Masked ‘Dogs’ to Protest Iditarod’s Start

PETA Will Point to Dogs' Suffering and Deaths on—and off—the Race Trail

For Immediate Release:
March 6, 2020

Moira Colley 202-483-7382

Anchorage, Alaska – At the ceremonial start of the Iditarod on Saturday, PETA members wearing three-dimensional husky masks will brandish signs proclaiming, “150+ Dogs Have Died. Am I Next?” and “Pull Your Own Damned Sled.”

When:    Saturday, March 7, 9 a.m.

Where:    Ceremonial start, at the intersection of Fourth Avenue and D Street, Anchorage

“When they’re not being run to injury, exhaustion, and death on the Iditarod trail, dogs are tied up in the snow with nothing to do but run in tight circles until their paws bleed,” says PETA Executive Vice President Tracy Reiman. “These dogs are no different from those who live in our homes with us, and PETA is calling for this cruel race to end.”

Last year, rookie musher Richie Beattie dragged a dog named Oshi back over to the towline so that she would “finish” the race before dying the next day of aspiration pneumonia—the most common cause of death for dogs in the Iditarod—likely from inhaling her own vomit. The same year, a first-of-its-kind PETA undercover investigation of two former Iditarod champion mushers’ kennels revealed that dogs were denied veterinary care for painful injuries, kept constantly chained next to dilapidated boxes and plastic barrels in the bitter cold and biting wind, and forced to run even when they were exhausted and dehydrated.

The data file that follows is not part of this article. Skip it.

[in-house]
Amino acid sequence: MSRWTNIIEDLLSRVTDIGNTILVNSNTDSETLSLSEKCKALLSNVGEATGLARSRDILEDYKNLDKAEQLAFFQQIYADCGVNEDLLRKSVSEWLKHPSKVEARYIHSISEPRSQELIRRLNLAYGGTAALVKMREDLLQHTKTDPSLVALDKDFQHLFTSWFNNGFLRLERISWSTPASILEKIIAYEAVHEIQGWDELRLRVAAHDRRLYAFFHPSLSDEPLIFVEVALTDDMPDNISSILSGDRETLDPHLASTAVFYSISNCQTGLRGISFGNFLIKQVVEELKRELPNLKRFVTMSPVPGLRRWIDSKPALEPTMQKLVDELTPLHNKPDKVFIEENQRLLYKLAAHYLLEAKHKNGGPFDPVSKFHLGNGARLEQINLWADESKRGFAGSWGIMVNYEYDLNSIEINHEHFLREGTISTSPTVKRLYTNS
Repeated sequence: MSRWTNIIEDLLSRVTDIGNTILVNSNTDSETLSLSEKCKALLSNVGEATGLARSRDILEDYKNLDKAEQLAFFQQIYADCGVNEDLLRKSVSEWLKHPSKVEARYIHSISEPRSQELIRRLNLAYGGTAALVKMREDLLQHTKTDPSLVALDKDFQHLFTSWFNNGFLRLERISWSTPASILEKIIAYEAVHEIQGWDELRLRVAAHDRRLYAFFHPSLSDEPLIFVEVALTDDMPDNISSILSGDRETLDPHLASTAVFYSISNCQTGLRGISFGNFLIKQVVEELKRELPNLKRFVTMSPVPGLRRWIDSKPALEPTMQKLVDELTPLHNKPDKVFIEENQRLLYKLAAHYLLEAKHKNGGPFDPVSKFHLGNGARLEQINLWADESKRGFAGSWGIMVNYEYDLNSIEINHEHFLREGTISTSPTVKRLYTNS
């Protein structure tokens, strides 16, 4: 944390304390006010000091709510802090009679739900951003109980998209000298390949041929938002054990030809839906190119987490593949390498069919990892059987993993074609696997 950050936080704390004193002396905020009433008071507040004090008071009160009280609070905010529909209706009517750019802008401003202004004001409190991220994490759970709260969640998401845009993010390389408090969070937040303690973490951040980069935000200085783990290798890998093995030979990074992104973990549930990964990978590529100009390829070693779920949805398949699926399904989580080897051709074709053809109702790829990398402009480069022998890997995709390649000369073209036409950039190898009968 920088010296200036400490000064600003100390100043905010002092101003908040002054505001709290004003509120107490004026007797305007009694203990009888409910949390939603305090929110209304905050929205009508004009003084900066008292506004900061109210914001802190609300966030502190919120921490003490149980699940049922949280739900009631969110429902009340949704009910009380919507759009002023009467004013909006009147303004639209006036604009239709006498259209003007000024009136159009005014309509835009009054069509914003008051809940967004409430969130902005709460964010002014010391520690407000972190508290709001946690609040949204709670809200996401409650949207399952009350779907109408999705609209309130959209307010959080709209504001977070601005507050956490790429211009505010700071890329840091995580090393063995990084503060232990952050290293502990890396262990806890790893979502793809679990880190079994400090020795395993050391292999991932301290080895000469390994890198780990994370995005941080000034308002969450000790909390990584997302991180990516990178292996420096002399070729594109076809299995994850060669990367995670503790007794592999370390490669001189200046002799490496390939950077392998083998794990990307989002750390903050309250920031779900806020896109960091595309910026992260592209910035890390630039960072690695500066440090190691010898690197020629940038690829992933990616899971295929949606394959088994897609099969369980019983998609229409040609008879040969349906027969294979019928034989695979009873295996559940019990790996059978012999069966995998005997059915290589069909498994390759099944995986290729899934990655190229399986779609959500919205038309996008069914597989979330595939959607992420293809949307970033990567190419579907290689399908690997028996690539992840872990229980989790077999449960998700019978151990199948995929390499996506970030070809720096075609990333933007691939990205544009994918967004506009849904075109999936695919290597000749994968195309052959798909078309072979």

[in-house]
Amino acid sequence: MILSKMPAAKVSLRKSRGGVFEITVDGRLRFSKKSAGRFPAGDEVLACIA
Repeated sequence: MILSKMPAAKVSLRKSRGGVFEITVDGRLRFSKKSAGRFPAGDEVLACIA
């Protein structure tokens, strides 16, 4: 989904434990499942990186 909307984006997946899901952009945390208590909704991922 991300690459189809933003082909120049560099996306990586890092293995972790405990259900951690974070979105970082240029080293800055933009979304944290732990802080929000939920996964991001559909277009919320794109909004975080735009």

PETA will also screen the damning documentary Sled Dogs at the Z.J. Loussac Library (at 3600 Denali St.) at 4 p.m. on Saturday.

In addition, the group will protest at the Willow restart event on Sunday at 1 p.m.

PETA—whose motto reads, in part, that “animals are not ours to abuse in any way”—opposes speciesism, which is a human-supremacist worldview. For more information, please visit

For Media: Contact PETA's
Media Response Team.


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 Ingrid E. Newkirk

“Almost all of us grew up eating meat, wearing leather, and going to circuses and zoos. We never considered the impact of these actions on the animals involved. For whatever reason, you are now asking the question: Why should animals have rights?” READ MORE

— Ingrid E. Newkirk, PETA President and co-author of Animalkind